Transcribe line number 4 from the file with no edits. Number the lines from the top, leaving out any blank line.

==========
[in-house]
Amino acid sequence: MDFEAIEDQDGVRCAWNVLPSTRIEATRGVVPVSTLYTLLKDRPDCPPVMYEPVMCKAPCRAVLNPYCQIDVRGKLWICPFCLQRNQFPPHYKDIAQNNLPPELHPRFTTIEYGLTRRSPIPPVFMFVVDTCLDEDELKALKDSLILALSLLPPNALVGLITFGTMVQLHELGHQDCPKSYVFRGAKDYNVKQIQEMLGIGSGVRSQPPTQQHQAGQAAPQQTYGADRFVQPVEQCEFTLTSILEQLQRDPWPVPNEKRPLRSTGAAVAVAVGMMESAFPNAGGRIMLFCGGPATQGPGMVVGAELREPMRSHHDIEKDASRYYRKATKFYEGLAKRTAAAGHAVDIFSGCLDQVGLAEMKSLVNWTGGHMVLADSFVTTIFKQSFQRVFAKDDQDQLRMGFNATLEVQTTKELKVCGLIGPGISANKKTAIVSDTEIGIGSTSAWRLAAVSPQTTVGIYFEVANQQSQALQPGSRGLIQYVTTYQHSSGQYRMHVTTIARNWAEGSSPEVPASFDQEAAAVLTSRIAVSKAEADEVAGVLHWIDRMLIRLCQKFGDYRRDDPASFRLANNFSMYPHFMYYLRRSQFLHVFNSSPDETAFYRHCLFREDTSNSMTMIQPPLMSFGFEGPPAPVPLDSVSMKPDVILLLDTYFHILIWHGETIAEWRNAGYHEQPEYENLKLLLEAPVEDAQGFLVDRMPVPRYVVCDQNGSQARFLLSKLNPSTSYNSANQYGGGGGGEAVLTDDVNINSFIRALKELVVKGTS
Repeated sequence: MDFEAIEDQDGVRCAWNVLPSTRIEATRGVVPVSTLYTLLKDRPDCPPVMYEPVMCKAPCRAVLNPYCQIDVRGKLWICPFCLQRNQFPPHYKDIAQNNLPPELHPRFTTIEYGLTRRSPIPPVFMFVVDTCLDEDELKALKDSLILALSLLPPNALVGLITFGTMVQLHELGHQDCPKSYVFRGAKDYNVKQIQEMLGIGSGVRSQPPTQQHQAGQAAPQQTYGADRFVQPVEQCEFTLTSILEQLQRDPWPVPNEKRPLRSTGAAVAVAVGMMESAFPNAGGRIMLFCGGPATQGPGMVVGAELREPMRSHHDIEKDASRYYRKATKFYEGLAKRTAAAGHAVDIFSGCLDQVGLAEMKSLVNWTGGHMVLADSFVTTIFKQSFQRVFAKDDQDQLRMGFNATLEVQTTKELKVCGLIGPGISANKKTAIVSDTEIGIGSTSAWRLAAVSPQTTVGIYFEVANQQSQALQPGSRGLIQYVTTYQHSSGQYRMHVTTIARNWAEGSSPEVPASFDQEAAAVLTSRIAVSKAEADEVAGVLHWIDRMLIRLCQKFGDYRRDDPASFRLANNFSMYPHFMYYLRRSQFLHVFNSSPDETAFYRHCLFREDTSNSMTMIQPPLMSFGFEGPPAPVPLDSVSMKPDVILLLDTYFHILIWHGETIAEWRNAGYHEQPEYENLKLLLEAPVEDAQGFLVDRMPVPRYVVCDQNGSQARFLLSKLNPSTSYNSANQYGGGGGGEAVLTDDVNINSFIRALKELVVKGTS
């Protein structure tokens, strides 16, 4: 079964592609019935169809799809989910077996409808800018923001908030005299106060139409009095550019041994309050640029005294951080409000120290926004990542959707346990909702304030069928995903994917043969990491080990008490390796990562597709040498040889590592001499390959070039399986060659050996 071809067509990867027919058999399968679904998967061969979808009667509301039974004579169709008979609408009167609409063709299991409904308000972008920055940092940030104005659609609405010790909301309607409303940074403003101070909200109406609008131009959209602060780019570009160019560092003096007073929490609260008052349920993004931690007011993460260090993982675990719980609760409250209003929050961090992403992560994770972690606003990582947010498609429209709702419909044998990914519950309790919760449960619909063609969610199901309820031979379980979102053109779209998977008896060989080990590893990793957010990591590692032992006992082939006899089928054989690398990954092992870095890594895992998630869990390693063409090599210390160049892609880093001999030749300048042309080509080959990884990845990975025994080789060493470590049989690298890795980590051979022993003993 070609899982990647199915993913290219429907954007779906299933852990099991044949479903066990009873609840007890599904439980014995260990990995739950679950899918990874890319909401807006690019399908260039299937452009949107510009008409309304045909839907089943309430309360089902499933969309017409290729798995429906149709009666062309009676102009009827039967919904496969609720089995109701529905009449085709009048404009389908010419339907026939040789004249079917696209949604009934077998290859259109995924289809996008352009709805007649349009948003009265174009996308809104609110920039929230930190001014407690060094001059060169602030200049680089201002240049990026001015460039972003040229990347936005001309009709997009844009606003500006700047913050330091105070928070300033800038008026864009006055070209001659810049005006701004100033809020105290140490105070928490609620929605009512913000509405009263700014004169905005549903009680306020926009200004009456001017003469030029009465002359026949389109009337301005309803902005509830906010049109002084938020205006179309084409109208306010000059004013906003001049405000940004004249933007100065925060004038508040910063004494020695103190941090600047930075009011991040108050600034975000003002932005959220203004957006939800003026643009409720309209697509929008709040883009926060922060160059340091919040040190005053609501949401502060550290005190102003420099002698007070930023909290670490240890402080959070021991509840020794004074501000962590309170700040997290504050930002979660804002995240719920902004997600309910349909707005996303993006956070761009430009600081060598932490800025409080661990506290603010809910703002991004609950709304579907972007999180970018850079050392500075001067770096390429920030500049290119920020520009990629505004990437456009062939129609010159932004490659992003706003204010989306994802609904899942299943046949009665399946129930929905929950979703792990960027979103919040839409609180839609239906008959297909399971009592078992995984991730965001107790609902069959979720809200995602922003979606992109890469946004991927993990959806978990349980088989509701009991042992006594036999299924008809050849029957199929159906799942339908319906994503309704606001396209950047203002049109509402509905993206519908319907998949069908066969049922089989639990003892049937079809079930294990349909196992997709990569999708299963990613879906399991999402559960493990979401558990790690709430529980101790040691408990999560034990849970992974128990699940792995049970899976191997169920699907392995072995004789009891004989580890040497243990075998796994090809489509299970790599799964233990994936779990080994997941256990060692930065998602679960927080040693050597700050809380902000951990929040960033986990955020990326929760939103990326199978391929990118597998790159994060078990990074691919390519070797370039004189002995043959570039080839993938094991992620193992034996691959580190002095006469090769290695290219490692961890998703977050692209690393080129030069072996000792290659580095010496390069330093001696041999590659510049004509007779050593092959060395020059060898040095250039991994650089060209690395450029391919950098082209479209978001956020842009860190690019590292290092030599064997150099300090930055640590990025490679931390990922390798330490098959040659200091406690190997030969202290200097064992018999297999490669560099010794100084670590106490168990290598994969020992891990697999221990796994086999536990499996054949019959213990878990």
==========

């Protein structure tokens, strides 16, 4: 079964592609019935169809799809989910077996409808800018923001908030005299106060139409009095550019041994309050640029005294951080409000120290926004990542959707346990909702304030069928995903994917043969990491080990008490390796990562597709040498040889590592001499390959070039399986060659050996 071809067509990867027919058999399968679904998967061969979808009667509301039974004579169709008979609408009167609409063709299991409904308000972008920055940092940030104005659609609405010790909301309607409303940074403003101070909200109406609008131009959209602060780019570009160019560092003096007073929490609260008052349920993004931690007011993460260090993982675990719980609760409250209003929050961090992403992560994770972690606003990582947010498609429209709702419909044998990914519950309790919760449960619909063609969610199901309820031979379980979102053109779209998977008896060989080990590893990793957010990591590692032992006992082939006899089928054989690398990954092992870095890594895992998630869990390693063409090599210390160049892609880093001999030749300048042309080509080959990884990845990975025994080789060493470590049989690298890795980590051979022993003993 070609899982990647199915993913290219429907954007779906299933852990099991044949479903066990009873609840007890599904439980014995260990990995739950679950899918990874890319909401807006690019399908260039299937452009949107510009008409309304045909839907089943309430309360089902499933969309017409290729798995429906149709009666062309009676102009009827039967919904496969609720089995109701529905009449085709009048404009389908010419339907026939040789004249079917696209949604009934077998290859259109995924289809996008352009709805007649349009948003009265174009996308809104609110920039929230930190001014407690060094001059060169602030200049680089201002240049990026001015460039972003040229990347936005001309009709997009844009606003500006700047913050330091105070928070300033800038008026864009006055070209001659810049005006701004100033809020105290140490105070928490609620929605009512913000509405009263700014004169905005549903009680306020926009200004009456001017003469030029009465002359026949389109009337301005309803902005509830906010049109002084938020205006179309084409109208306010000059004013906003001049405000940004004249933007100065925060004038508040910063004494020695103190941090600047930075009011991040108050600034975000003002932005959220203004957006939800003026643009409720309209697509929008709040883009926060922060160059340091919040040190005053609501949401502060550290005190102003420099002698007070930023909290670490240890402080959070021991509840020794004074501000962590309170700040997290504050930002979660804002995240719920902004997600309910349909707005996303993006956070761009430009600081060598932490800025409080661990506290603010809910703002991004609950709304579907972007999180970018850079050392500075001067770096390429920030500049290119920020520009990629505004990437456009062939129609010159932004490659992003706003204010989306994802609904899942299943046949009665399946129930929905929950979703792990960027979103919040839409609180839609239906008959297909399971009592078992995984991730965001107790609902069959979720809200995602922003979606992109890469946004991927993990959806978990349980088989509701009991042992006594036999299924008809050849029957199929159906799942339908319906994503309704606001396209950047203002049109509402509905993206519908319907998949069908066969049922089989639990003892049937079809079930294990349909196992997709990569999708299963990613879906399991999402559960493990979401558990790690709430529980101790040691408990999560034990849970992974128990699940792995049970899976191997169920699907392995072995004789009891004989580890040497243990075998796994090809489509299970790599799964233990994936779990080994997941256990060692930065998602679960927080040693050597700050809380902000951990929040960033986990955020990326929760939103990326199978391929990118597998790159994060078990990074691919390519070797370039004189002995043959570039080839993938094991992620193992034996691959580190002095006469090769290695290219490692961890998703977050692209690393080129030069072996000792290659580095010496390069330093001696041999590659510049004509007779050593092959060395020059060898040095250039991994650089060209690395450029391919950098082209479209978001956020842009860190690019590292290092030599064997150099300090930055640590990025490679931390990922390798330490098959040659200091406690190997030969202290200097064992018999297999490669560099010794100084670590106490168990290598994969020992891990697999221990796994086999536990499996054949019959213990878990």